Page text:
Total Hip Precautions
If you are overweight or obese, your orthopedic surgeon may recommend losing some weight prior to surgery to minimize the stress on your new hip, and possibly decrease the risks associated with surgery. If any infections are present, surgery will be postponed until they resolve. In addition, because infections can enter the bloodstream during dental procedures such as tooth extractions and periodontal work, these should be scheduled several weeks prior to hip surgery. Further, routine dental cleaning should be postponed until a few weeks after surgery.
Due to the risk of blood clots, patients undergoing hip replacement surgery are often started on anticoagulants such as warfarin, heparin, low molecular heparin, or aspirin the night before surgery. This dose is adjusted after surgery depending on the patient’s hematologic values. Upon discharge, patients who are at a high risk for deep vein thrombosis (DVT) will remain on anticoagulation therapy for 4 to 6 weeks. Special precautions must be followed when you are on anticoagulants due to the increased risk of bleeding.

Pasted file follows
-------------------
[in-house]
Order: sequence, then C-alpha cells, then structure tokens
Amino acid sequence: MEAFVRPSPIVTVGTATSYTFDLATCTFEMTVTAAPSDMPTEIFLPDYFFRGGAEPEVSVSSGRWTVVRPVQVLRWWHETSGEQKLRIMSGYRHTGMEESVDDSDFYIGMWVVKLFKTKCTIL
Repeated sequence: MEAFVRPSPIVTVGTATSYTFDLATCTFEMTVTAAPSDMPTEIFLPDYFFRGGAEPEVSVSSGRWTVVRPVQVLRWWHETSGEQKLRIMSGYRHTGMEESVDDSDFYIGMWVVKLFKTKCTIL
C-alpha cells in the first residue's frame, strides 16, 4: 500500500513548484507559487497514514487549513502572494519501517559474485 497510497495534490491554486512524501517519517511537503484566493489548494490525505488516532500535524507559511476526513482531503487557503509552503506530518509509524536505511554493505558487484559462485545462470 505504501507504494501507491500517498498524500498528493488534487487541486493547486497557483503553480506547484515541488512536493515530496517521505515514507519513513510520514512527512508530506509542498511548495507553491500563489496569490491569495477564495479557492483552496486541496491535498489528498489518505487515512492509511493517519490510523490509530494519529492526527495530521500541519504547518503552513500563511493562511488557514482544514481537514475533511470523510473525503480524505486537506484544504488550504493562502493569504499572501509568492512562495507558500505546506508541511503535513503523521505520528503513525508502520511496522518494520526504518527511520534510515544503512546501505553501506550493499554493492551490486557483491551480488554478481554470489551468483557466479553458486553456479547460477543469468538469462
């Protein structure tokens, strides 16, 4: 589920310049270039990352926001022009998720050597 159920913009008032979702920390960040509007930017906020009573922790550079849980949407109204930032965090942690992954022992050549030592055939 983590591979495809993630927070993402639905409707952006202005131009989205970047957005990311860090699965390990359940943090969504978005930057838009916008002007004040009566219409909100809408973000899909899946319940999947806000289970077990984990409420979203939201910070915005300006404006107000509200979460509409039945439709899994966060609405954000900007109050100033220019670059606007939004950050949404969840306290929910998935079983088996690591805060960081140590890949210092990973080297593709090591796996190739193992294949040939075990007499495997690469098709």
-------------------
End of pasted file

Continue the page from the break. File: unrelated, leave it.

The Total Hip Replacement Surgery Process
The damaged bone and cartilage is removed and replaced with prosthetic components, following these general steps:
- The damaged femoral head is removed and replaced with a metal stem that is placed into the hollow center of the femur. The femoral stem may be either cemented or “press fit” into the bone.
- A metal or ceramic ball is placed on the upper part of the stem, which replaces the damaged femoral head.
- The damaged cartilage surface of the socket (acetabulum) is removed and replaced with a metal socket. Screws or cement are sometimes used to hold the socket in place.
- A plastic, ceramic, or metal spacer is inserted between the new ball and the socket to allow for a smooth gliding surface.